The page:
Samantha Power
Samantha PowerReuters

Washington's UN ambassador Samantha Power said on Monday that compliance with the Iran nuclear deal was so far "strong", AFP reported.

At the same time, she also warned Tehran was still helping fuel conflict and remained a threat.

"What this deal does if implemented -- and so far the implementation has been strong but it's very early days -- is it cuts off the pathways to a nuclear weapon and it gives us much more visibility into Iran's program than we had before," Power told students at the American International School in Even Yehuda, Israel.

She added later that "Iran of course is still a threat. Iran is supporting terrorism. Iran is supporting parties to conflict like the Assad regime (in Syria)".

The agreement reached last summer between Iran and the permanent five members of the UN Security Council plus Germany was recently implemented, after the International Atomic Energy Agency’s (IAEA) announced that Iran met its initial obligations under the terms of the deal.

The removal of the sanctions on Iran came despite a December 2 report from the IAEA which concluded that Iran made a "coordinated" effort to develop nuclear weapons in the past, although the efforts apparently ended at an early stage.

Israel strongly opposed the deal with Iran, with Prime Minister Binyamin Netanyahu warning it would not block Iran's path to nuclear weapons.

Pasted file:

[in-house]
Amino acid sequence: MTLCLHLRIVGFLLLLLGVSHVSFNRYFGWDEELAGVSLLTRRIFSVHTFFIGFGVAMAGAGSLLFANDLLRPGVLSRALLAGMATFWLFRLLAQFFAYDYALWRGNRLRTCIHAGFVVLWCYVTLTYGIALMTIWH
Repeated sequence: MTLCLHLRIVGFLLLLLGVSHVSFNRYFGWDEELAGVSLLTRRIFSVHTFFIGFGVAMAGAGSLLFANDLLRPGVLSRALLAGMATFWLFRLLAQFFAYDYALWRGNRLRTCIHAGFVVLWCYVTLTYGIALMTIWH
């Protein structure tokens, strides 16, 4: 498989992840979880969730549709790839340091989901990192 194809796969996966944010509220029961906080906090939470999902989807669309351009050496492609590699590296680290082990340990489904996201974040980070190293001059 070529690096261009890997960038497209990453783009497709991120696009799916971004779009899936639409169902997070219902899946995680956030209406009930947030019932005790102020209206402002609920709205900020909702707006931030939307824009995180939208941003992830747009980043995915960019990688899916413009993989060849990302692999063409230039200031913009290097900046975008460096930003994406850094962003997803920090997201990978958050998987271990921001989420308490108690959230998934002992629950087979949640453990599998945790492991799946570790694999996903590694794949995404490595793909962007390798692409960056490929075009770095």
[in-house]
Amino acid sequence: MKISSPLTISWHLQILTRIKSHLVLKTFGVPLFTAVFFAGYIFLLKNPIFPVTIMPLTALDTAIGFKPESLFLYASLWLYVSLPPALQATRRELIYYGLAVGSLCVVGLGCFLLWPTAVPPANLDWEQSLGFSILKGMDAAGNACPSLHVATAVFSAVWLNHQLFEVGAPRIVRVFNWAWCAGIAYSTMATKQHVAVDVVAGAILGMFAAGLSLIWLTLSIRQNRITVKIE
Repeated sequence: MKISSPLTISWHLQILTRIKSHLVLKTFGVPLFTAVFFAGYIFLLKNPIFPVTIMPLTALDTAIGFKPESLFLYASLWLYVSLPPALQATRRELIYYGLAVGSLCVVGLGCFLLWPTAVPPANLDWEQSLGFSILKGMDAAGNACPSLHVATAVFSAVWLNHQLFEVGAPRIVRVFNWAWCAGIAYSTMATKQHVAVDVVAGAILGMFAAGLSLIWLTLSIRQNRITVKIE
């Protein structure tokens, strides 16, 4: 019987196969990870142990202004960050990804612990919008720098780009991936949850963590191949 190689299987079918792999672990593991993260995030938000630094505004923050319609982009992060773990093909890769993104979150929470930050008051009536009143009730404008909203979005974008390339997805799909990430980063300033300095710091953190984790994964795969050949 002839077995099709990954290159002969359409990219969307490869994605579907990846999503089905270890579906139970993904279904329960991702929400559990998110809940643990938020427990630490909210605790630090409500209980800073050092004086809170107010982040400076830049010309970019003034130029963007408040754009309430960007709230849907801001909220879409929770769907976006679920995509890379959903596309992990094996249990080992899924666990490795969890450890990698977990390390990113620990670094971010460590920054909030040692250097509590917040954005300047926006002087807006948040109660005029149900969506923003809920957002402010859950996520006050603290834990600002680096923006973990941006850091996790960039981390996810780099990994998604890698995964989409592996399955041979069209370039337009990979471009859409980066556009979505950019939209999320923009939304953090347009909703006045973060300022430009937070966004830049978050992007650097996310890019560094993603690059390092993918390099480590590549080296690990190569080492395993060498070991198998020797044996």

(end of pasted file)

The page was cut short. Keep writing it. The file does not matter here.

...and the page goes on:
He also said lifting sanctions would allow Iran to further back its proxies in the region, including the Lebanon-based Hezbollah terrorist group.

Netanyahu's outspoken criticism of the accord, particularly in a speech to Congress, led to a rift with President Barack Obama's administration.

But he has since scaled back his rhetoric, and the United States and Netanyahu's government are currently negotiating a new 10-year defense aid package expected to be an increase over the current $3.1 billion Israel receives annually.

Power has met Israeli and Palestinian leaders during her visit, expected to end Tuesday.

Earlier on Monday, she met with President Reuven Rivlin at the Presidential Residence in Jerusalem.

During the meeting, the Israeli President emphasized that a solution to the Israeli-Palestinian conflict cannot be imposed by outside powers, calling for direct negotiations between Israel and Palestinian Authority (PA) chairman Mahmoud Abbas.

"The conflict between us - the tragedy between us - can only be solved through direct negotiations," said Rivlin. "No solution can be imposed on either side, and we must negotiate to come to an understanding."